Finally, for my birthday this year, I received from my future mother-in-law the Gourmet Slow Cooker: Simple and Sophisticated Meals from Around the World.  It is divided into chapters by countries, including dishes from America, Ireland, France, Italy and India.  The pros about this book are the amazing images and the variety of recipes, which all seem absolutely amazing.  The con, however, is that many of the recipes are not made to be cooked, nonstop all day which makes them difficult for a graduate student (except in the sense that, if I wanted to, I could work from home, but I focus better at the office most of the time).  An additional con is that the recipes call for "gourmet" ingredients, including fresh herbs and spices that you grind yourself.  Now, obviously, you can substitute store-bought for the spices, so it's not really a "con" in that sense, but to really make the recipes the way they write them, you'd have to have a lot more time to cook.

Anyway, those are just some of my suggestions for good crock pot cookbooks.  I'd love to know if anyone else has some good ones that they use because I'm always up for more cookbooks from which to try and rate recipes.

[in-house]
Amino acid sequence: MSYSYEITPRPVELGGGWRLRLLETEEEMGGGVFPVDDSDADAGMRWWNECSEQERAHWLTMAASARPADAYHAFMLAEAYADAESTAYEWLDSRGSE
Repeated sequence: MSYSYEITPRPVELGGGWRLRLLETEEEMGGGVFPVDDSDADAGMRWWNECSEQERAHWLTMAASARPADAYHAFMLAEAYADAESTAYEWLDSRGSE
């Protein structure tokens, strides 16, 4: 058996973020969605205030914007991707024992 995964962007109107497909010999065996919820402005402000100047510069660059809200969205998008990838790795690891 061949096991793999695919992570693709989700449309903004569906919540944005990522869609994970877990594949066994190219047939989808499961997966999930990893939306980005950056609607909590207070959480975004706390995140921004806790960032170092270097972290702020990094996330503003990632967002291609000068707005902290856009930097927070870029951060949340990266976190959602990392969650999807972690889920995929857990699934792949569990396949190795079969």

Tuesday, December 7, 2010

Slow-Cooked Beef Brisket Dinner

There are quite a few recipes in the Crock-Pot Incredibly Easy Recipes cookbook that call for beef brisket.  Now, some of these recipes that I've made in the past I've just substituted some other cut of beef, because brisket is just so expensive.  However, the place to get beef brisket, I discovered, is Costco, where I found a piece for only $11.45, half of what I've ever seen in a grocery store.  I purchased this before I decided what to make with it and ultimately decided to go with the "Slow-Cooked Beef Brisket Dinner" because, even though the picture didn't look all that interesting, I thought that it would be a good "complete meal in one pot" deal.